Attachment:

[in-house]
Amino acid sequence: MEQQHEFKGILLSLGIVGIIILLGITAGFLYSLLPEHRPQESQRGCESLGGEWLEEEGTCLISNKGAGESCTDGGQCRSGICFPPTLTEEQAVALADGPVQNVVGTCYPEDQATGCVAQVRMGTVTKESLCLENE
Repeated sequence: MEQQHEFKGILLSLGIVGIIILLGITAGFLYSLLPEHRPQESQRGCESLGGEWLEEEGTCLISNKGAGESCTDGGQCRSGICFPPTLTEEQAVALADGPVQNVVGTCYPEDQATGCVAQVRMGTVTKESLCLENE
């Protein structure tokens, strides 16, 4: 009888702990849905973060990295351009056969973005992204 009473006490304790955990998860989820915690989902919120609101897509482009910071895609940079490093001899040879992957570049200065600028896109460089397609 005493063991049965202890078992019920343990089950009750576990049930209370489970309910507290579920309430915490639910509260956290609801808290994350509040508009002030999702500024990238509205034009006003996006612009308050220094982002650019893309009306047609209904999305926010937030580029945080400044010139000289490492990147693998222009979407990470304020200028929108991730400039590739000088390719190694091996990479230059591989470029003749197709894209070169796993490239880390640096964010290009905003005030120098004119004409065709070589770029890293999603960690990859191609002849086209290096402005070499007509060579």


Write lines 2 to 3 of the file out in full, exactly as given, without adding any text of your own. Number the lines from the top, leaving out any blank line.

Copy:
Amino acid sequence: MEQQHEFKGILLSLGIVGIIILLGITAGFLYSLLPEHRPQESQRGCESLGGEWLEEEGTCLISNKGAGESCTDGGQCRSGICFPPTLTEEQAVALADGPVQNVVGTCYPEDQATGCVAQVRMGTVTKESLCLENE
Repeated sequence: MEQQHEFKGILLSLGIVGIIILLGITAGFLYSLLPEHRPQESQRGCESLGGEWLEEEGTCLISNKGAGESCTDGGQCRSGICFPPTLTEEQAVALADGPVQNVVGTCYPEDQATGCVAQVRMGTVTKESLCLENE